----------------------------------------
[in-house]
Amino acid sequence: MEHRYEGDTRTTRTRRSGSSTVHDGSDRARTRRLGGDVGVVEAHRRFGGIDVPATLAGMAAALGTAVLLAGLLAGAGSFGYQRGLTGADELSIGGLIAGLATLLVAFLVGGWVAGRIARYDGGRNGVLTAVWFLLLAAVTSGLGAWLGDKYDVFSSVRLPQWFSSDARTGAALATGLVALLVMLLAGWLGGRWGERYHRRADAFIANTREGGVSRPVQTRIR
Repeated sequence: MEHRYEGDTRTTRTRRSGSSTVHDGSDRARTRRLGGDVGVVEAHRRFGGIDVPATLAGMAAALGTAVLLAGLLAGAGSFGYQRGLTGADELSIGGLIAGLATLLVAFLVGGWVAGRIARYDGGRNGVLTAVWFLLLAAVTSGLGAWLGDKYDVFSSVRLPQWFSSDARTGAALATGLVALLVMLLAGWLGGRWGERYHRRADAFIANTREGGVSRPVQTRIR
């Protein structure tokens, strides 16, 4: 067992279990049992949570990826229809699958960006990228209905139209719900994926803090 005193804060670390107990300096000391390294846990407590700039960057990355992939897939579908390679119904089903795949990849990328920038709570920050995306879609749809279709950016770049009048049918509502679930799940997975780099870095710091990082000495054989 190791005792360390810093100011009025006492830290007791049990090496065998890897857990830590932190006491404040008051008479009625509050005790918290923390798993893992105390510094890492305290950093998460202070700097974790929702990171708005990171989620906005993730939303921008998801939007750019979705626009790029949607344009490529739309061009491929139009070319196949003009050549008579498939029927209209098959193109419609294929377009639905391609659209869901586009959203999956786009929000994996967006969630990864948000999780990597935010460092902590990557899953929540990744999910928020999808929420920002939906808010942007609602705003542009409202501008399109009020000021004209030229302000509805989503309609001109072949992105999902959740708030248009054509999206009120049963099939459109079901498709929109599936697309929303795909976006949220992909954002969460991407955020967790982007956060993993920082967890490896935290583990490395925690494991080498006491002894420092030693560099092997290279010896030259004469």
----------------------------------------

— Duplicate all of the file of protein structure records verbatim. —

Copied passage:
[in-house]
Amino acid sequence: MEHRYEGDTRTTRTRRSGSSTVHDGSDRARTRRLGGDVGVVEAHRRFGGIDVPATLAGMAAALGTAVLLAGLLAGAGSFGYQRGLTGADELSIGGLIAGLATLLVAFLVGGWVAGRIARYDGGRNGVLTAVWFLLLAAVTSGLGAWLGDKYDVFSSVRLPQWFSSDARTGAALATGLVALLVMLLAGWLGGRWGERYHRRADAFIANTREGGVSRPVQTRIR
Repeated sequence: MEHRYEGDTRTTRTRRSGSSTVHDGSDRARTRRLGGDVGVVEAHRRFGGIDVPATLAGMAAALGTAVLLAGLLAGAGSFGYQRGLTGADELSIGGLIAGLATLLVAFLVGGWVAGRIARYDGGRNGVLTAVWFLLLAAVTSGLGAWLGDKYDVFSSVRLPQWFSSDARTGAALATGLVALLVMLLAGWLGGRWGERYHRRADAFIANTREGGVSRPVQTRIR
């Protein structure tokens, strides 16, 4: 067992279990049992949570990826229809699958960006990228209905139209719900994926803090 005193804060670390107990300096000391390294846990407590700039960057990355992939897939579908390679119904089903795949990849990328920038709570920050995306879609749809279709950016770049009048049918509502679930799940997975780099870095710091990082000495054989 190791005792360390810093100011009025006492830290007791049990090496065998890897857990830590932190006491404040008051008479009625509050005790918290923390798993893992105390510094890492305290950093998460202070700097974790929702990171708005990171989620906005993730939303921008998801939007750019979705626009790029949607344009490529739309061009491929139009070319196949003009050549008579498939029927209209098959193109419609294929377009639905391609659209869901586009959203999956786009929000994996967006969630990864948000999780990597935010460092902590990557899953929540990744999910928020999808929420920002939906808010942007609602705003542009409202501008399109009020000021004209030229302000509805989503309609001109072949992105999902959740708030248009054509999206009120049963099939459109079901498709929109599936697309929303795909976006949220992909954002969460991407955020967790982007956060993993920082967890490896935290583990490395925690494991080498006491002894420092030693560099092997290279010896030259004469």